Creating the texture that consumers want from plant-based alternatives to meat
8 March 2023
Amy Voong, Senior Food and Drink Microstructure Scientist. Gemma Dale, Special Projects Group Leader and Marleen Chambault, Sensory and Consumer Research Scientist
To understand the structural composition of meat-alternative products compared to meat, we have been visualising the
microstructure of ready-to-eat meat and meat-alternative products by compound light microscopy.
The microstructure of food has a direct impact on texture and sensory perception.
The microstructure of food has a direct impact on texture and sensory perception. Therefore, an understanding of
your product’s microstructure will help you to develop the desired texture that you and your consumers are looking for.
Under the microscope
Our Microscopy team can visualise the microstructure of meat and meat-alternative products by compound light
microscopy. Through a process of precision sectioning and staining to highlight key structures, such as protein, adipose (fat) tissue and
starch, we can create like for like samples of meats and meat-alternatives for comparison.
Below are example images of meat ham (Figure 1) and three different ham-style meat alternatives (Figures 2, 3 and 4).
The images illustrate the differences in protein structure between mycoprotein, textured soya protein, and ‘globular’ soya protein based
ingredients in three types of shop-bought meat-free hams, compared to a sample of cooked meat ham prepared in the same manner.
Figure 1. Ham meat
Figure 2. Ham-style meat alternative
Figure 3. Ham-style meat alternative
Figure 4. Ham-style meat alternative
The image of the cooked meat ham shows protein structure in the form of muscle fibres (in cross-section) and central
connective tissue. Eosin staining was used to highlight the protein content in all samples.
The mycoprotein (Figure 2) shows a mass of densely packed hyphae in a disordered arrangement.
The textured soya protein (Figure 3) has a fibrous configuration, which in terms of structural
appearance best resembles muscle fibres and connective tissue as seen in the cooked meat ham sample, when compared to the two other meat-free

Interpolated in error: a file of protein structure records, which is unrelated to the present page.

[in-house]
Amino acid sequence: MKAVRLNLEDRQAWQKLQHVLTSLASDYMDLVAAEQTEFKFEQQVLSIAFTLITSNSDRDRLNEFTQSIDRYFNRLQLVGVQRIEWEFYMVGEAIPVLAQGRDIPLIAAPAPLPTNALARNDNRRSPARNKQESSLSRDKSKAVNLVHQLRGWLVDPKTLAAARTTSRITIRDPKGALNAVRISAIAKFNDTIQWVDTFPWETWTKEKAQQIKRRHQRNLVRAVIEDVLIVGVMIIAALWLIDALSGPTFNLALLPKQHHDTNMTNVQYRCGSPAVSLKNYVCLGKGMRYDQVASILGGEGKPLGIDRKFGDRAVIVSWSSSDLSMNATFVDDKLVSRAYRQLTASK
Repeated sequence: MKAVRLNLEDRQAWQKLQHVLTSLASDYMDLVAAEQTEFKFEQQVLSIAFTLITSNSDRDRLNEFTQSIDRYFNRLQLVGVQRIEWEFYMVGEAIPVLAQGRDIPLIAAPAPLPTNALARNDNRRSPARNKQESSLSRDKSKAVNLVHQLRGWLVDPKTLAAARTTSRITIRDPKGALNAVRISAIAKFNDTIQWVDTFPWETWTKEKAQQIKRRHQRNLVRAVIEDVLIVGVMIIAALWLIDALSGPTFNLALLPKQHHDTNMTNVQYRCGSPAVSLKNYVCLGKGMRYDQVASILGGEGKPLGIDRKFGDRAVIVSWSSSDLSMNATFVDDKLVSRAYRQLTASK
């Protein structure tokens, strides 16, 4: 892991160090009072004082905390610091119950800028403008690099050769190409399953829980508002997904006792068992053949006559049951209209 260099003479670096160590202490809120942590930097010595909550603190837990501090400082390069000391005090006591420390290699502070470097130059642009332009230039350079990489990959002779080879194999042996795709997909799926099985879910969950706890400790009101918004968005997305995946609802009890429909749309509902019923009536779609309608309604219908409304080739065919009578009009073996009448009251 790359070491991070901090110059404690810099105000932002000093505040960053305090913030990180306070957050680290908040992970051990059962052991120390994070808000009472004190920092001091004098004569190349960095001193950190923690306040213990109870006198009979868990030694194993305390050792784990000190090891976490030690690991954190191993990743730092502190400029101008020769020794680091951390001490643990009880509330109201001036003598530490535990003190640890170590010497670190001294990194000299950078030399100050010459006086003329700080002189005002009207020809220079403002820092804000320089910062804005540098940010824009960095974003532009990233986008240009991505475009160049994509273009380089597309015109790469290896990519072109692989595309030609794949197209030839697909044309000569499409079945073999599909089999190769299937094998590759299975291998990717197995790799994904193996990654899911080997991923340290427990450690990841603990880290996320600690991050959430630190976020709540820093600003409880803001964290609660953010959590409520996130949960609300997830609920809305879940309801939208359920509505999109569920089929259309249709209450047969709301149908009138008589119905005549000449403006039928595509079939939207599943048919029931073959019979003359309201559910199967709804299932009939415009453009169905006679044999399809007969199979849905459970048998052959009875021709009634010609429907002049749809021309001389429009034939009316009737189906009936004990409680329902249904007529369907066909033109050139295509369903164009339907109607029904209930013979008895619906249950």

The ‘globular’ soya protein (Figure 4) features a less consistent structure and little fibrous content.
This information can support projects aimed at obtaining a better understanding of the sensory and texture characteristics that
consumers enjoy in meat-free alternative products
A holistic approach – understanding consumer perception
One of our consumer research projects is investigating those sensory characteristics that consumers like and disklike
about meat alternatives, focusing on a selection of commercial meat-free hams.
Using a temporal sensory technique called
‘Temporal Check-All-That-Apply’ (TCATA), consumers indicate the sensory
characteristics that they perceive whilst consuming the ham samples. We then use statistical analysis to determine those sensory
characteristics that drive or prohibit the consumers’ liking of the product (through the ‘liking’ scores also collected during the
The project is also looking at the impact of food pairing on acceptance of these hams (for example, whether the level
of acceptance improves when the hams are consumed with bread and salad as opposed to on their own), as well as whether meat-reducers have
different perceptions / expectations / liking of these meat-free hams compared to vegans, vegetarians and flexitarians.
We use a holistic approach to increase understanding of consumers’ perceptions of meat alternatives, which ultimately
helps manufacturers optimise their products. The temporal sensory data and liking data collected with the consumers is typically analysed in